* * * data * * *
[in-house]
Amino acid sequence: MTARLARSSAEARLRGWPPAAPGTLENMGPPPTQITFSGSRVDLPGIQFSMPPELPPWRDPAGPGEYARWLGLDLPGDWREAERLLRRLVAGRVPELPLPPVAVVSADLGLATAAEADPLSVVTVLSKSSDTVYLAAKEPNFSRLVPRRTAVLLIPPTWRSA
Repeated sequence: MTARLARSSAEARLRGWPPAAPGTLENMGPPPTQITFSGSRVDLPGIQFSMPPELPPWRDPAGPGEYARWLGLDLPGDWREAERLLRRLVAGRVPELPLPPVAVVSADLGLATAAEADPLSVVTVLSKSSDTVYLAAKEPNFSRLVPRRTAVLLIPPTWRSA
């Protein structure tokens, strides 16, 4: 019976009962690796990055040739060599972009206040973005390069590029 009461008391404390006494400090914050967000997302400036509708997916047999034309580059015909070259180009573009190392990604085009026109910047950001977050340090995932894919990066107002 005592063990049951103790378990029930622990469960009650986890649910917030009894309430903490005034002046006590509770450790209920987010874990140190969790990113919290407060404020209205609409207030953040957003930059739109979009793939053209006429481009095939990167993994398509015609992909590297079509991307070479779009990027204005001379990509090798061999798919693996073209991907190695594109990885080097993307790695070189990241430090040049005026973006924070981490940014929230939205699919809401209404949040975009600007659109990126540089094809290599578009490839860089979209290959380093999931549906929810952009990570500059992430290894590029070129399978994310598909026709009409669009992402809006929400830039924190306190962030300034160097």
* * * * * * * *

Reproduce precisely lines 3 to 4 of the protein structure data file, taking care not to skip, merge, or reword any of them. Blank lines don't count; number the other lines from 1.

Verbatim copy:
Repeated sequence: MTARLARSSAEARLRGWPPAAPGTLENMGPPPTQITFSGSRVDLPGIQFSMPPELPPWRDPAGPGEYARWLGLDLPGDWREAERLLRRLVAGRVPELPLPPVAVVSADLGLATAAEADPLSVVTVLSKSSDTVYLAAKEPNFSRLVPRRTAVLLIPPTWRSA
């Protein structure tokens, strides 16, 4: 019976009962690796990055040739060599972009206040973005390069590029 009461008391404390006494400090914050967000997302400036509708997916047999034309580059015909070259180009573009190392990604085009026109910047950001977050340090995932894919990066107002 005592063990049951103790378990029930622990469960009650986890649910917030009894309430903490005034002046006590509770450790209920987010874990140190969790990113919290407060404020209205609409207030953040957003930059739109979009793939053209006429481009095939990167993994398509015609992909590297079509991307070479779009990027204005001379990509090798061999798919693996073209991907190695594109990885080097993307790695070189990241430090040049005026973006924070981490940014929230939205699919809401209404949040975009600007659109990126540089094809290599578009490839860089979209290959380093999931549906929810952009990570500059992430290894590029070129399978994310598909026709009409669009992402809006929400830039924190306190962030300034160097």